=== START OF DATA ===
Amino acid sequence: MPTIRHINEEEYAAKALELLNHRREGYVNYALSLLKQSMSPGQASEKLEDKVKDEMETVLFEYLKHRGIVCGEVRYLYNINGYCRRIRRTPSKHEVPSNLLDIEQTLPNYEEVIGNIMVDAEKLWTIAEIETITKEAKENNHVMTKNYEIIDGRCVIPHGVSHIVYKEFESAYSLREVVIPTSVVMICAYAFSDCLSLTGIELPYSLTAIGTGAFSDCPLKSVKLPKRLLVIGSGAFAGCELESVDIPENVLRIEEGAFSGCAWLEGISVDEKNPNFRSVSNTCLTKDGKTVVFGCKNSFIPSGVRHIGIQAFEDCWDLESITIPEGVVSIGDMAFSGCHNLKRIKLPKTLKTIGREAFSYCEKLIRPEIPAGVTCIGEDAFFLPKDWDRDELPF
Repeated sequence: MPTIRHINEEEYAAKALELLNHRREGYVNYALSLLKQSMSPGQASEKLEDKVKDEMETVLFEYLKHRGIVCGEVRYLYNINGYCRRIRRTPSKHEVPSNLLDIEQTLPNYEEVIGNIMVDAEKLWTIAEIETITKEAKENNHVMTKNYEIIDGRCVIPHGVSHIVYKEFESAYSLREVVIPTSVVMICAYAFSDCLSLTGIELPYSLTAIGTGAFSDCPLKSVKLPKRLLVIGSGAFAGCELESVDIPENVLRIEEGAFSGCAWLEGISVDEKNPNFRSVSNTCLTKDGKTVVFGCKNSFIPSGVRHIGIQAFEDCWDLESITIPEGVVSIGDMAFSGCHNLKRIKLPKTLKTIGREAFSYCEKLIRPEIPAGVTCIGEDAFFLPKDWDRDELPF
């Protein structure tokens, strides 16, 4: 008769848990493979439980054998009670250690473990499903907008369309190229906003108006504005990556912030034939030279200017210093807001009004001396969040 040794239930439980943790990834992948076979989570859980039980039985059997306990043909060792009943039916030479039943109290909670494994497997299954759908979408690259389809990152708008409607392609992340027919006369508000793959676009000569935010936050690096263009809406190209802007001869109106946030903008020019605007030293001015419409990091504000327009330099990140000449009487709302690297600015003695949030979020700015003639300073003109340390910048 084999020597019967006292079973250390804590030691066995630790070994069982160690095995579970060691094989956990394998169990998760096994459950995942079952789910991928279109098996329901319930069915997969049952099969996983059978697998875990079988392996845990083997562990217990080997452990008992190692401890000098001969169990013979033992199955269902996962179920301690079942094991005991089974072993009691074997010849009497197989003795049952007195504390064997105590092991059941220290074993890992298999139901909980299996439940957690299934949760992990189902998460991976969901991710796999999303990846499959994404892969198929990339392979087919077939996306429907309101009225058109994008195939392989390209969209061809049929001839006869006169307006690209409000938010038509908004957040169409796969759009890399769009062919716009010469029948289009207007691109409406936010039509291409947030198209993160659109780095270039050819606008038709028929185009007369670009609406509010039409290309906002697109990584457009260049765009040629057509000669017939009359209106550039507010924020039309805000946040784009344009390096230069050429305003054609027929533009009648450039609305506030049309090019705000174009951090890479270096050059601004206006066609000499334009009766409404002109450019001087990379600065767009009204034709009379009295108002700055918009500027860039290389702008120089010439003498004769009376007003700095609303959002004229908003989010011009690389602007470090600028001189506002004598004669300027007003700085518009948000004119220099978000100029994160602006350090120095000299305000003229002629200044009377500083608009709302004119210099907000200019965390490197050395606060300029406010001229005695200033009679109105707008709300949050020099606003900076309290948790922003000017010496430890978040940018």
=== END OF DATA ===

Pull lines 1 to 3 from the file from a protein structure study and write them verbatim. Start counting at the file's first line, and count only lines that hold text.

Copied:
Amino acid sequence: MPTIRHINEEEYAAKALELLNHRREGYVNYALSLLKQSMSPGQASEKLEDKVKDEMETVLFEYLKHRGIVCGEVRYLYNINGYCRRIRRTPSKHEVPSNLLDIEQTLPNYEEVIGNIMVDAEKLWTIAEIETITKEAKENNHVMTKNYEIIDGRCVIPHGVSHIVYKEFESAYSLREVVIPTSVVMICAYAFSDCLSLTGIELPYSLTAIGTGAFSDCPLKSVKLPKRLLVIGSGAFAGCELESVDIPENVLRIEEGAFSGCAWLEGISVDEKNPNFRSVSNTCLTKDGKTVVFGCKNSFIPSGVRHIGIQAFEDCWDLESITIPEGVVSIGDMAFSGCHNLKRIKLPKTLKTIGREAFSYCEKLIRPEIPAGVTCIGEDAFFLPKDWDRDELPF
Repeated sequence: MPTIRHINEEEYAAKALELLNHRREGYVNYALSLLKQSMSPGQASEKLEDKVKDEMETVLFEYLKHRGIVCGEVRYLYNINGYCRRIRRTPSKHEVPSNLLDIEQTLPNYEEVIGNIMVDAEKLWTIAEIETITKEAKENNHVMTKNYEIIDGRCVIPHGVSHIVYKEFESAYSLREVVIPTSVVMICAYAFSDCLSLTGIELPYSLTAIGTGAFSDCPLKSVKLPKRLLVIGSGAFAGCELESVDIPENVLRIEEGAFSGCAWLEGISVDEKNPNFRSVSNTCLTKDGKTVVFGCKNSFIPSGVRHIGIQAFEDCWDLESITIPEGVVSIGDMAFSGCHNLKRIKLPKTLKTIGREAFSYCEKLIRPEIPAGVTCIGEDAFFLPKDWDRDELPF
């Protein structure tokens, strides 16, 4: 008769848990493979439980054998009670250690473990499903907008369309190229906003108006504005990556912030034939030279200017210093807001009004001396969040 040794239930439980943790990834992948076979989570859980039980039985059997306990043909060792009943039916030479039943109290909670494994497997299954759908979408690259389809990152708008409607392609992340027919006369508000793959676009000569935010936050690096263009809406190209802007001869109106946030903008020019605007030293001015419409990091504000327009330099990140000449009487709302690297600015003695949030979020700015003639300073003109340390910048 084999020597019967006292079973250390804590030691066995630790070994069982160690095995579970060691094989956990394998169990998760096994459950995942079952789910991928279109098996329901319930069915997969049952099969996983059978697998875990079988392996845990083997562990217990080997452990008992190692401890000098001969169990013979033992199955269902996962179920301690079942094991005991089974072993009691074997010849009497197989003795049952007195504390064997105590092991059941220290074993890992298999139901909980299996439940957690299934949760992990189902998460991976969901991710796999999303990846499959994404892969198929990339392979087919077939996306429907309101009225058109994008195939392989390209969209061809049929001839006869006169307006690209409000938010038509908004957040169409796969759009890399769009062919716009010469029948289009207007691109409406936010039509291409947030198209993160659109780095270039050819606008038709028929185009007369670009609406509010039409290309906002697109990584457009260049765009040629057509000669017939009359209106550039507010924020039309805000946040784009344009390096230069050429305003054609027929533009009648450039609305506030049309090019705000174009951090890479270096050059601004206006066609000499334009009766409404002109450019001087990379600065767009009204034709009379009295108002700055918009500027860039290389702008120089010439003498004769009376007003700095609303959002004229908003989010011009690389602007470090600028001189506002004598004669300027007003700085518009948000004119220099978000100029994160602006350090120095000299305000003229002629200044009377500083608009709302004119210099907000200019965390490197050395606060300029406010001229005695200033009679109105707008709300949050020099606003900076309290948790922003000017010496430890978040940018």